3000 mark

Discussion in 'Politics' started by james_bond_3rd, Dec 31, 2006.

  1. You have to look at the big picture, 3000 deaths is nothing. Car accidents, smoking, heart disease, etc. all take more than 3000 lives over a few years.
  2. 3,000 families without loved ones coming home. Then there are the ones already home without arms, legs, etc. For what?

    Iraq is even more of a terrorist breeding ground than before.
  3. Pekelo


  4. I've heard others like Pabst and steve46 make this same argument. It doesn't make any sense to me.

    In almost all of those cases, individuals make bad decisions and their deaths are the result. Tragic, yes, but not remotely comparable, IMO, to the death of a young man or woman who signs up to serve and then gets killed in a military action which is demonstrably off the rails. The last 1000 have died because of the inertia of the mission itself and for political reasons, and not because we're meeting strategic goals. That's totally different than someone who smokes himself to death.

    The last 1000 deaths are particularly galling in this sense, since it became clear at least 18 months ago that things were going badly wrong. It is this, as opposed to the original decision to go in, that the current administration will have to answer for in the fullness of time
  5. The deaths are even more tragic because there is no viable plan for accomplishing our goals in Iraq. The Iraq war was destined to be a tragedy from the beginning. The administration is unable to set attainable goals and determine a strategy for reaching them. They are unable to admit that old strategies are no longer working and, in many cases, never did work. When Bush sees a fire spreading, his answer is to pour gasoline on it.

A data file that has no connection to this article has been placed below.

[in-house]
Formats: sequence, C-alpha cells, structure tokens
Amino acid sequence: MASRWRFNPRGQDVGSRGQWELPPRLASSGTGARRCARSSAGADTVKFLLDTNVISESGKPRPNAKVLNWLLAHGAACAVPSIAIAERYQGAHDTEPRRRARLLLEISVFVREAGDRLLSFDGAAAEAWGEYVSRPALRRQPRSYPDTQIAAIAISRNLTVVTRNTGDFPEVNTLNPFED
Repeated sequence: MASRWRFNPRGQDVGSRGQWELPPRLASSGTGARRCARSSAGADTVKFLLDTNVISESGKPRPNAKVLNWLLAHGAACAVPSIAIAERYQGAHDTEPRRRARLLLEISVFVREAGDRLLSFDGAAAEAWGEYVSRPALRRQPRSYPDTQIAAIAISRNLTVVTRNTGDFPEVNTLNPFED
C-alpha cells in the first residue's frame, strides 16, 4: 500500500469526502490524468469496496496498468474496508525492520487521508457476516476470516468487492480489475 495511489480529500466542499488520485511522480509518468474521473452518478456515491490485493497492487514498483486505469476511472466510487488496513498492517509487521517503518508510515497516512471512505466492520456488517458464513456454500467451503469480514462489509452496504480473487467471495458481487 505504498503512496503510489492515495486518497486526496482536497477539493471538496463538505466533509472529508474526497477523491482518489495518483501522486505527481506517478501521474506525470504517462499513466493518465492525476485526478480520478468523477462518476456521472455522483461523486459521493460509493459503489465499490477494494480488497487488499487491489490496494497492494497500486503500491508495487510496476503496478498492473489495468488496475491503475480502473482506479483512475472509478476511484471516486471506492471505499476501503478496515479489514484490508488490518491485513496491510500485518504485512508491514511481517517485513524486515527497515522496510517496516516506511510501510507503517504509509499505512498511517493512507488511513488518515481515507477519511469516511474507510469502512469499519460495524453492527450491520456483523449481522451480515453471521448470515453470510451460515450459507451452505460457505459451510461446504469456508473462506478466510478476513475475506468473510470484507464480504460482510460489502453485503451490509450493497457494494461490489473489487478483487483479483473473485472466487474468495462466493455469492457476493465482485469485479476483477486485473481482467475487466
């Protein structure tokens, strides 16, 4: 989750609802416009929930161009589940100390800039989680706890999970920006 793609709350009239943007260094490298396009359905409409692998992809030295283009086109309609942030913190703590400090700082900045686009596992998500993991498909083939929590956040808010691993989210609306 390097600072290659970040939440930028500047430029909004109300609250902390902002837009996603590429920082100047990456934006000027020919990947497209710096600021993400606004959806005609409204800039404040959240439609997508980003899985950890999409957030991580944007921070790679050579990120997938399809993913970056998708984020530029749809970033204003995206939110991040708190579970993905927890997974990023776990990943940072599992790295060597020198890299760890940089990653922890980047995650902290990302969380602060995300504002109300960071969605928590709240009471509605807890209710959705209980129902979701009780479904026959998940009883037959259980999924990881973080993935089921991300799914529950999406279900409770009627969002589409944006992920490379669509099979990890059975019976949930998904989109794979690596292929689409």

6. The death of number 3000 is no more, or less significant than number one. If we win...it was worth it. If we lose..they were all wasted. Problem is, what are we going to win? What will we have at the end of this that couldn't have been had by not going into Iraq at all? If the war was to teach radical Islam a lesson, then it should have been executed in a very different way. The tragic, but obvious conclusion is that all lives lost in this war are being wasted, from the first to the last.
  7. I believe it's more a question to be asked of the troops then the people sitting here.

    Contrary to what you see on the news the American and British soldiers are doing some good over there. They are building schools and hospitals. Is that worth an American boy or girl's life? I don't think so but it's not up to me to answer that question in any meaningful way nor is it anyone else's whose not offering their life.

    Personally I did believe it was worth it but now I don't and I won't ever make the same mistake again and I'm very sorry I believed it in the first place.

    The Iraq disaster will be one of the biggest mistakes in modern history. The consequences will be felt long into the future, if it's one thing we should understand the muslim world has a very long memory and anger and hatred is akin to oxygen to the rest of us.